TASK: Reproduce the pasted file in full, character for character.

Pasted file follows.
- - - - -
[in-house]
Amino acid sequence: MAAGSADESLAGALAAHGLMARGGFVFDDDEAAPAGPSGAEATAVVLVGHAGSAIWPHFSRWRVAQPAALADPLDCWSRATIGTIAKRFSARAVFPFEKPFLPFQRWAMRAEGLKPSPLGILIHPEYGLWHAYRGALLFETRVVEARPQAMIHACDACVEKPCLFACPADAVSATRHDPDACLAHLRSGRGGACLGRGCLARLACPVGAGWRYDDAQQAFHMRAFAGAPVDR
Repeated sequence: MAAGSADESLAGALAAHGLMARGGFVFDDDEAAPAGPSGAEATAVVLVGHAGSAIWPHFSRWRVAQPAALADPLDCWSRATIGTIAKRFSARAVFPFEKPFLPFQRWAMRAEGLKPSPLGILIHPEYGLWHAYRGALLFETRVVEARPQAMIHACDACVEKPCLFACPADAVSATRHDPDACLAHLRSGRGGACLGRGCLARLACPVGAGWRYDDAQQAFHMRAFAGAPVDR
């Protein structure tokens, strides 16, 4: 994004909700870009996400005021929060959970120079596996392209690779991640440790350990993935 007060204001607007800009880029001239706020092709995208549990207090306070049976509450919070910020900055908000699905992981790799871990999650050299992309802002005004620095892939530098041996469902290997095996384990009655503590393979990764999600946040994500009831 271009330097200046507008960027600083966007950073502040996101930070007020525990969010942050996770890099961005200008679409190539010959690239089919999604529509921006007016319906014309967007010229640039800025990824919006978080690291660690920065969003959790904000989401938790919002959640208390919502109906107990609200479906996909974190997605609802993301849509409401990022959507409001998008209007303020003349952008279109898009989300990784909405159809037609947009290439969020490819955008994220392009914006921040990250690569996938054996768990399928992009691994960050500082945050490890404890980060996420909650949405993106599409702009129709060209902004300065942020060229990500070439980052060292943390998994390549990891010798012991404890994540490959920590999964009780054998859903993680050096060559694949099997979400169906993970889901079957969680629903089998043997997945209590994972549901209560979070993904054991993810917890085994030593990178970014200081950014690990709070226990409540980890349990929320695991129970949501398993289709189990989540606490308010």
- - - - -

[in-house]
Amino acid sequence: MAAGSADESLAGALAAHGLMARGGFVFDDDEAAPAGPSGAEATAVVLVGHAGSAIWPHFSRWRVAQPAALADPLDCWSRATIGTIAKRFSARAVFPFEKPFLPFQRWAMRAEGLKPSPLGILIHPEYGLWHAYRGALLFETRVVEARPQAMIHACDACVEKPCLFACPADAVSATRHDPDACLAHLRSGRGGACLGRGCLARLACPVGAGWRYDDAQQAFHMRAFAGAPVDR
Repeated sequence: MAAGSADESLAGALAAHGLMARGGFVFDDDEAAPAGPSGAEATAVVLVGHAGSAIWPHFSRWRVAQPAALADPLDCWSRATIGTIAKRFSARAVFPFEKPFLPFQRWAMRAEGLKPSPLGILIHPEYGLWHAYRGALLFETRVVEARPQAMIHACDACVEKPCLFACPADAVSATRHDPDACLAHLRSGRGGACLGRGCLARLACPVGAGWRYDDAQQAFHMRAFAGAPVDR
């Protein structure tokens, strides 16, 4: 994004909700870009996400005021929060959970120079596996392209690779991640440790350990993935 007060204001607007800009880029001239706020092709995208549990207090306070049976509450919070910020900055908000699905992981790799871990999650050299992309802002005004620095892939530098041996469902290997095996384990009655503590393979990764999600946040994500009831 271009330097200046507008960027600083966007950073502040996101930070007020525990969010942050996770890099961005200008679409190539010959690239089919999604529509921006007016319906014309967007010229640039800025990824919006978080690291660690920065969003959790904000989401938790919002959640208390919502109906107990609200479906996909974190997605609802993301849509409401990022959507409001998008209007303020003349952008279109898009989300990784909405159809037609947009290439969020490819955008994220392009914006921040990250690569996938054996768990399928992009691994960050500082945050490890404890980060996420909650949405993106599409702009129709060209902004300065942020060229990500070439980052060292943390998994390549990891010798012991404890994540490959920590999964009780054998859903993680050096060559694949099997979400169906993970889901079957969680629903089998043997997945209590994972549901209560979070993904054991993810917890085994030593990178970014200081950014690990709070226990409540980890349990929320695991129970949501398993289709189990989540606490308010």